So, the SWO, which used to be the CPNZ until it joined with the ISO and which used to align itself with Russia, then China, then Albania and which used to be Stalinist but now is Trotskyist, then decided to call itself Socialist Worker (Aotearoa / New Zealand), a snappy title it keeps to this day. In the interests of brevity, we shall call them the Socialist Workers.

Our Socialist Workers are part of the SWP's International Socialist Tendency (IST) which has local organisations in many countries, including Botswana and Norway. They are also crazy about Chavez, believing that the unfolding Venezuelan revolution, if it continues to move in the direction it's currently going, will reshape the socialist and labour movements in every country on every continent, just as the unfolding Bolshevik revolution did from 1917-24. Therefore, rather than looking inwards, the IST needs to be focused outwards towards the most advanced revolutionary upsurge in 90 years and the global socialist regroupments it will inevitably set into motion.

With all these global socialist regroupments going on, you might wonder how Grant Morgan finds time to deal with the Residents Action Movement. You might also be wondering why he has an interest in local government. Traditionally, International Socialists have disdained elections, thinking they are just a means of maintaining the hegemony of the bourgeoisie. But in recent years the SWP has discovered that elections can be quite handy.

This is where George Galloway comes into the story. After Galloway was kicked out of the Labour Party, he won a seat in Parliament for Respect, a political coalition which is dominated by the Socialist Workers Party. Members of the SWP have won seats on local councils as part of Respect. All of a sudden, the International Socialists have discovered the usefulness of democracy.

It is no wonder that the Residents Action Movement was keen to have Galloway come to New Zealand, because they are so similar to Respect. The Socialist Workers in New Zealand, like their equivalents in Britain, have discovered that they can get involved in elections and win them. It is quite a change for these people, who firmly believe in the inevitability of the coming workers' revolution, to be campaigning in local body elections. But they seem to be quite good at it.

It will be interesting to see how RAM prospers in the local body elections. Will they be able to find some candidates? Will they hold on to their seat? Will they win more? Will Grant Morgan become the Hugo Chavez of the Auckland Regional Council? Will the inevitable workers' revolution be brought about by elected councillors on Auckland local bodies? Will cowards flinch and traitors sneer, when the the red flag flies in Aotea Square? We shall see.

Saturday, August 25, 2007

It's whining men

Anonymous has alerted me to a new initiative by Masculinist Evolution New Zealand (MENZ), the organisation for angry men. Next week, MENZ are going to get hip with the youth, distributing leaflets at universities in the Auckland area.

The leaflet, which can be downloaded from this page, begins:
If you’re a man, then you really should reflect on how worthless you have become, and you should also recognise that there is very little concern neither for how badly you might be injured physically, nor for how long-term might be your psychological hurt. And, one day, whether you’re sitting in some unfamiliar surroundings wondering how it is that you’ve actually managed to lose your home, your children, and much of your future income, or whether you’re defending yourself in a courtroom against a false and malicious accusation of some sexual sort, or whether you’re dying in a hospital from some male-specific disease that no-one has been funded to research properly, or whether you’ve been passed over for promotion because of your male gender, or whether your children are being brought up to look upon you as if you were some kind of potential abuser, or, perhaps, when you are lying in the road because your partner has attacked you with a knife, and yet it is YOU who gets arrested, then, surely, even a piece of sh*t like you - because, quite clearly, this is what you are - will finally wake up and realise that you are considered by your society to be completely expendable, and well and truly worthless.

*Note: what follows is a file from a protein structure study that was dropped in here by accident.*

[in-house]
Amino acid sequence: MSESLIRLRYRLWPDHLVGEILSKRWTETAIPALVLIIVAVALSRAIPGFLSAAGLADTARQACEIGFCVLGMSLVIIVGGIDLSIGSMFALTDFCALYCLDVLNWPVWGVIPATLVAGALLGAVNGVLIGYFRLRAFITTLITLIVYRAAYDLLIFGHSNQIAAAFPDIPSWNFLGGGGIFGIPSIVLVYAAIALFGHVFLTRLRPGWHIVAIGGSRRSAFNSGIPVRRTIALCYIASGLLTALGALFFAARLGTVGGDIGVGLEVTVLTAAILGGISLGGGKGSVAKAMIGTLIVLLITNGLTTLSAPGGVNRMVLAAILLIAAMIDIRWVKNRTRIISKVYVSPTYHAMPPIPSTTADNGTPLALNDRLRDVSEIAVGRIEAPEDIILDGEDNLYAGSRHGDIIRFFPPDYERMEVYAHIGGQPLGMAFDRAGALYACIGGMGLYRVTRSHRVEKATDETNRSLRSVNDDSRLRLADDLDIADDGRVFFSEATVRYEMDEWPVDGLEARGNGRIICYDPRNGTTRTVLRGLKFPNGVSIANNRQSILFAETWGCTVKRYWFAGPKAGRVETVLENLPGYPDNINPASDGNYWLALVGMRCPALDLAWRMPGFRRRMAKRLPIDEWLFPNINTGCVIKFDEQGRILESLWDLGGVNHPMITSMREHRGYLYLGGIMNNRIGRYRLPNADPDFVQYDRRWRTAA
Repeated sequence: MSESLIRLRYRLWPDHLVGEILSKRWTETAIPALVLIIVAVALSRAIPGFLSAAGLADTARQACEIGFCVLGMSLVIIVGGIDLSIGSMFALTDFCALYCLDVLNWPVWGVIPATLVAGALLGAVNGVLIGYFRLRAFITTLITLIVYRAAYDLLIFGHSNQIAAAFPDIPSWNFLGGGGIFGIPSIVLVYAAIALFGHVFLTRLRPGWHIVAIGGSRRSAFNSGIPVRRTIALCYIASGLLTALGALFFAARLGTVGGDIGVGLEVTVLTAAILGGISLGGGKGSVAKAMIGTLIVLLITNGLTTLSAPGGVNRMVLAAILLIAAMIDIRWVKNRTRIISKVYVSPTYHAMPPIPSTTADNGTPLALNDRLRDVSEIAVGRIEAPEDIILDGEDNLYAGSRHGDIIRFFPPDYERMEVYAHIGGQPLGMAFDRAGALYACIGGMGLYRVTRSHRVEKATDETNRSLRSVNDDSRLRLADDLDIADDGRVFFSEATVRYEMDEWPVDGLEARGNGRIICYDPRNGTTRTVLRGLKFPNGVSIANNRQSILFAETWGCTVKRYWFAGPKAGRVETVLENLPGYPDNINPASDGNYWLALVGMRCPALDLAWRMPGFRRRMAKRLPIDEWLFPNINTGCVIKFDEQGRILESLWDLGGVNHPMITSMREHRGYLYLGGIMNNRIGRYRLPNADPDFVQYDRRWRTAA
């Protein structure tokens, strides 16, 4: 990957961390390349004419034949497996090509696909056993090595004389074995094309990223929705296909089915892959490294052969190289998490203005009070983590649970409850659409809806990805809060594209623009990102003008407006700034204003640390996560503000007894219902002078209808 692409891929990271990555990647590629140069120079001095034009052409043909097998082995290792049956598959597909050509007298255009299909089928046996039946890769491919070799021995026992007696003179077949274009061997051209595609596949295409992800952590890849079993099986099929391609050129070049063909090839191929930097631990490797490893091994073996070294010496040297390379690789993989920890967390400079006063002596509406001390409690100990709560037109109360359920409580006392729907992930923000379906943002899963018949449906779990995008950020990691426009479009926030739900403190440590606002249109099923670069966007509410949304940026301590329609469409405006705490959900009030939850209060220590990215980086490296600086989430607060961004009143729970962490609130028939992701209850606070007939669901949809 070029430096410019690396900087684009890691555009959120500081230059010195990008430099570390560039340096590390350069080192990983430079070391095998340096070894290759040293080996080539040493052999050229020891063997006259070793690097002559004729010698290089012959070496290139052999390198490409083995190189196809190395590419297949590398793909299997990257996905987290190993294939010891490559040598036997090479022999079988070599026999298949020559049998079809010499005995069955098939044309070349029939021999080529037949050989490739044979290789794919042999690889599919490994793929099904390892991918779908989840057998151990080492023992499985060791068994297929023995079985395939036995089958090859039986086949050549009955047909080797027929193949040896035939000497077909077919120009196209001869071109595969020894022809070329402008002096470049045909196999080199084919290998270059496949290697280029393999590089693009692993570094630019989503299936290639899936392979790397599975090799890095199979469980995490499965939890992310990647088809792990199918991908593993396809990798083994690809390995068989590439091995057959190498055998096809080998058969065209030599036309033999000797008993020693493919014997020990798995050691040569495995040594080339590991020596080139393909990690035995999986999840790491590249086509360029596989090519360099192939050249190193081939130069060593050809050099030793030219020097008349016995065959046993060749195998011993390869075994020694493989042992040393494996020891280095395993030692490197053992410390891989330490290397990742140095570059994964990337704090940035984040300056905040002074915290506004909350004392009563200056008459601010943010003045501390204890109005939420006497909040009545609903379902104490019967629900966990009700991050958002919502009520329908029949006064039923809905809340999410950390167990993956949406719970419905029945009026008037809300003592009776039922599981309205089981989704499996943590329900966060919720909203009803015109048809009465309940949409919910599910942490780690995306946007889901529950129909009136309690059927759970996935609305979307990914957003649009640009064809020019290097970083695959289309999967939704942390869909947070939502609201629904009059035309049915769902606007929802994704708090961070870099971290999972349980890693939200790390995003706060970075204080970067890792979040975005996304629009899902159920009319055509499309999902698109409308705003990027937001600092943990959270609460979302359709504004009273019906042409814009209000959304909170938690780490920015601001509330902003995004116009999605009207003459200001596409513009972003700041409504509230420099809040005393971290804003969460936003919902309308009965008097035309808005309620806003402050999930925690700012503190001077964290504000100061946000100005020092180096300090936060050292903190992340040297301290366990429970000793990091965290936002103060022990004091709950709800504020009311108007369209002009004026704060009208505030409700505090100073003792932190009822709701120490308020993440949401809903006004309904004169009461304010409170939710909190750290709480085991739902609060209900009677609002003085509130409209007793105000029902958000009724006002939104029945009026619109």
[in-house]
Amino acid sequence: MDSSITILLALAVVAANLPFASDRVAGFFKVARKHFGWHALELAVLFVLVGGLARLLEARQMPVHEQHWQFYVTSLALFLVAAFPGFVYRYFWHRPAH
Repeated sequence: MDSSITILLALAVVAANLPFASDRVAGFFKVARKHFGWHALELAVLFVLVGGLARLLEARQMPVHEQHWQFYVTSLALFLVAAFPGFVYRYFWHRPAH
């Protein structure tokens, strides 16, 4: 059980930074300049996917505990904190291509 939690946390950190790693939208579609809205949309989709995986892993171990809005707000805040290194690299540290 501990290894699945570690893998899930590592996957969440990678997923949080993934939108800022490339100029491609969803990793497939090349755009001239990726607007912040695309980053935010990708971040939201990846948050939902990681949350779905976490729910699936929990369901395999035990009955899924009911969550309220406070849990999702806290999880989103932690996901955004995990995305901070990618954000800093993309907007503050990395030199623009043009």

It's all about "going to the younger male generation and providing them with not just information but a journey." ¡¡ROADTRIP!! Not surpisingly, required reading for the journey includes Eve's Bite. The leaflet, after that inspiring introduction, goes on to pose such questions as "do men get paid more than women," the answer being:
No, the gender pay gap does not exist. Men and women get the same pay for the same job. The fabricated problem lies with males and females choosing different jobs with different risks. If females were to choose jobs such as mining and working on sky scrapers, they too would get danger money. The other reason is that women prefer to work part-time to raise their children.
I could comment about disgruntled wife-beaters who have been dumped by their long-suffering wives and now blame their misfortunes on the Vast Feminist Conspiracy, but I shall move on. The Herald reports that the country's only Men's refuge has opened in Tauranga "to accommodate local fathers when their marriages collapse and out-of-town fathers visiting their children..." Correct me if I am wrong but isn't that more of a hostel than a refuge? Are not women's refuges for women who are hiding from their violent husbands, not merely looking for somewhere to stay?